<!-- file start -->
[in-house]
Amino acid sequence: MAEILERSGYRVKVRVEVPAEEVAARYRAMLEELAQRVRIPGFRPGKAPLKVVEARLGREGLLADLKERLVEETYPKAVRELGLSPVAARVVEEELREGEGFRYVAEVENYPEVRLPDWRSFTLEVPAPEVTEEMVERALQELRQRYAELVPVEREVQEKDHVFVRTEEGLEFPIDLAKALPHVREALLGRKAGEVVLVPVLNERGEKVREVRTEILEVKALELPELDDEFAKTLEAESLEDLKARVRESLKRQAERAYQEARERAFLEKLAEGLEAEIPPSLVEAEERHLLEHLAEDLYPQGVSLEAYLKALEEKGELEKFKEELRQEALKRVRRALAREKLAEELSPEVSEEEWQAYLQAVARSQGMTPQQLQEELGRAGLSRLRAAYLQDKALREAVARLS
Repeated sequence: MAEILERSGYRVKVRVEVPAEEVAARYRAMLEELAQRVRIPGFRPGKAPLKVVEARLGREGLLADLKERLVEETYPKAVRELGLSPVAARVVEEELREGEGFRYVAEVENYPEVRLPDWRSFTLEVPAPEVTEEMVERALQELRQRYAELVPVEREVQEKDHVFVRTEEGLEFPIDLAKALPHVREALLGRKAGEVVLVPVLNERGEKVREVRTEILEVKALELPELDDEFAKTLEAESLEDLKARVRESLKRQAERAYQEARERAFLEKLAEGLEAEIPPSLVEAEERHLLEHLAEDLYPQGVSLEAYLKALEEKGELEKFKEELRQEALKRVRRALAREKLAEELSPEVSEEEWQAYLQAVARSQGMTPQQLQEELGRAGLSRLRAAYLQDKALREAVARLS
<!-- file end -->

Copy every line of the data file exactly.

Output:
[in-house]
Amino acid sequence: MAEILERSGYRVKVRVEVPAEEVAARYRAMLEELAQRVRIPGFRPGKAPLKVVEARLGREGLLADLKERLVEETYPKAVRELGLSPVAARVVEEELREGEGFRYVAEVENYPEVRLPDWRSFTLEVPAPEVTEEMVERALQELRQRYAELVPVEREVQEKDHVFVRTEEGLEFPIDLAKALPHVREALLGRKAGEVVLVPVLNERGEKVREVRTEILEVKALELPELDDEFAKTLEAESLEDLKARVRESLKRQAERAYQEARERAFLEKLAEGLEAEIPPSLVEAEERHLLEHLAEDLYPQGVSLEAYLKALEEKGELEKFKEELRQEALKRVRRALAREKLAEELSPEVSEEEWQAYLQAVARSQGMTPQQLQEELGRAGLSRLRAAYLQDKALREAVARLS
Repeated sequence: MAEILERSGYRVKVRVEVPAEEVAARYRAMLEELAQRVRIPGFRPGKAPLKVVEARLGREGLLADLKERLVEETYPKAVRELGLSPVAARVVEEELREGEGFRYVAEVENYPEVRLPDWRSFTLEVPAPEVTEEMVERALQELRQRYAELVPVEREVQEKDHVFVRTEEGLEFPIDLAKALPHVREALLGRKAGEVVLVPVLNERGEKVREVRTEILEVKALELPELDDEFAKTLEAESLEDLKARVRESLKRQAERAYQEARERAFLEKLAEGLEAEIPPSLVEAEERHLLEHLAEDLYPQGVSLEAYLKALEEKGELEKFKEELRQEALKRVRRALAREKLAEELSPEVSEEEWQAYLQAVARSQGMTPQQLQEELGRAGLSRLRAAYLQDKALREAVARLS